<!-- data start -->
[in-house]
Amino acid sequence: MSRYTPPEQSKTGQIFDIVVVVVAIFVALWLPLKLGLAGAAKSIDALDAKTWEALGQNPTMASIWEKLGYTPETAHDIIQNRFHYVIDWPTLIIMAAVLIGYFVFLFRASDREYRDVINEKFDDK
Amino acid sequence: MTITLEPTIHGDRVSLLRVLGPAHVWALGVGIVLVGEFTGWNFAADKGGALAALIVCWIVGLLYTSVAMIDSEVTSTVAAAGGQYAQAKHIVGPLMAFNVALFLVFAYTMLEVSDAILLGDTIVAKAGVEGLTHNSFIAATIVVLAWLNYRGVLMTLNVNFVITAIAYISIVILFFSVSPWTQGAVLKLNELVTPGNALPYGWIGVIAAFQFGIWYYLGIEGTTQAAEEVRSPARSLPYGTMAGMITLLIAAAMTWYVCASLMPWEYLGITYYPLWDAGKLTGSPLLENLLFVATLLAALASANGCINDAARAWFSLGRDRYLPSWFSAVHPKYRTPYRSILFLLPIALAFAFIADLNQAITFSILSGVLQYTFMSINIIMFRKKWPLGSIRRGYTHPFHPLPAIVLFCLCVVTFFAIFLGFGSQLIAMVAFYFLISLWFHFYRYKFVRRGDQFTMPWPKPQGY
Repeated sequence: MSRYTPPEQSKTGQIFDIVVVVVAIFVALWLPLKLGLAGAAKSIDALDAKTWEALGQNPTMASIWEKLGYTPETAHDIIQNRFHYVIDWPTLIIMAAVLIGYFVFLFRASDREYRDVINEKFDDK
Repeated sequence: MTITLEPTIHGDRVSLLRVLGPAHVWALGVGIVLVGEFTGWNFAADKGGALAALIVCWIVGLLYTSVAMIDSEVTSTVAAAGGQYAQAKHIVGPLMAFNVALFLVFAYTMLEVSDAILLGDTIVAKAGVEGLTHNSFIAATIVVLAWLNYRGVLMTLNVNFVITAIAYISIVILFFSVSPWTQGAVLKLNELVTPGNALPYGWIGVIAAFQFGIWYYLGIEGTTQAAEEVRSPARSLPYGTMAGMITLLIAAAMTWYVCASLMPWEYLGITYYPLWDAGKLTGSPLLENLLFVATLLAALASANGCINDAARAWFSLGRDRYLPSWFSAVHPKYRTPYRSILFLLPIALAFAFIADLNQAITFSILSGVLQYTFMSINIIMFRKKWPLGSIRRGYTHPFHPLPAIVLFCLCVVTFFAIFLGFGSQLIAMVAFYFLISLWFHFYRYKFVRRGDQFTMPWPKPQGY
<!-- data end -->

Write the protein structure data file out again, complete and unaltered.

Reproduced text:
[in-house]
Amino acid sequence: MSRYTPPEQSKTGQIFDIVVVVVAIFVALWLPLKLGLAGAAKSIDALDAKTWEALGQNPTMASIWEKLGYTPETAHDIIQNRFHYVIDWPTLIIMAAVLIGYFVFLFRASDREYRDVINEKFDDK
Amino acid sequence: MTITLEPTIHGDRVSLLRVLGPAHVWALGVGIVLVGEFTGWNFAADKGGALAALIVCWIVGLLYTSVAMIDSEVTSTVAAAGGQYAQAKHIVGPLMAFNVALFLVFAYTMLEVSDAILLGDTIVAKAGVEGLTHNSFIAATIVVLAWLNYRGVLMTLNVNFVITAIAYISIVILFFSVSPWTQGAVLKLNELVTPGNALPYGWIGVIAAFQFGIWYYLGIEGTTQAAEEVRSPARSLPYGTMAGMITLLIAAAMTWYVCASLMPWEYLGITYYPLWDAGKLTGSPLLENLLFVATLLAALASANGCINDAARAWFSLGRDRYLPSWFSAVHPKYRTPYRSILFLLPIALAFAFIADLNQAITFSILSGVLQYTFMSINIIMFRKKWPLGSIRRGYTHPFHPLPAIVLFCLCVVTFFAIFLGFGSQLIAMVAFYFLISLWFHFYRYKFVRRGDQFTMPWPKPQGY
Repeated sequence: MSRYTPPEQSKTGQIFDIVVVVVAIFVALWLPLKLGLAGAAKSIDALDAKTWEALGQNPTMASIWEKLGYTPETAHDIIQNRFHYVIDWPTLIIMAAVLIGYFVFLFRASDREYRDVINEKFDDK
Repeated sequence: MTITLEPTIHGDRVSLLRVLGPAHVWALGVGIVLVGEFTGWNFAADKGGALAALIVCWIVGLLYTSVAMIDSEVTSTVAAAGGQYAQAKHIVGPLMAFNVALFLVFAYTMLEVSDAILLGDTIVAKAGVEGLTHNSFIAATIVVLAWLNYRGVLMTLNVNFVITAIAYISIVILFFSVSPWTQGAVLKLNELVTPGNALPYGWIGVIAAFQFGIWYYLGIEGTTQAAEEVRSPARSLPYGTMAGMITLLIAAAMTWYVCASLMPWEYLGITYYPLWDAGKLTGSPLLENLLFVATLLAALASANGCINDAARAWFSLGRDRYLPSWFSAVHPKYRTPYRSILFLLPIALAFAFIADLNQAITFSILSGVLQYTFMSINIIMFRKKWPLGSIRRGYTHPFHPLPAIVLFCLCVVTFFAIFLGFGSQLIAMVAFYFLISLWFHFYRYKFVRRGDQFTMPWPKPQGY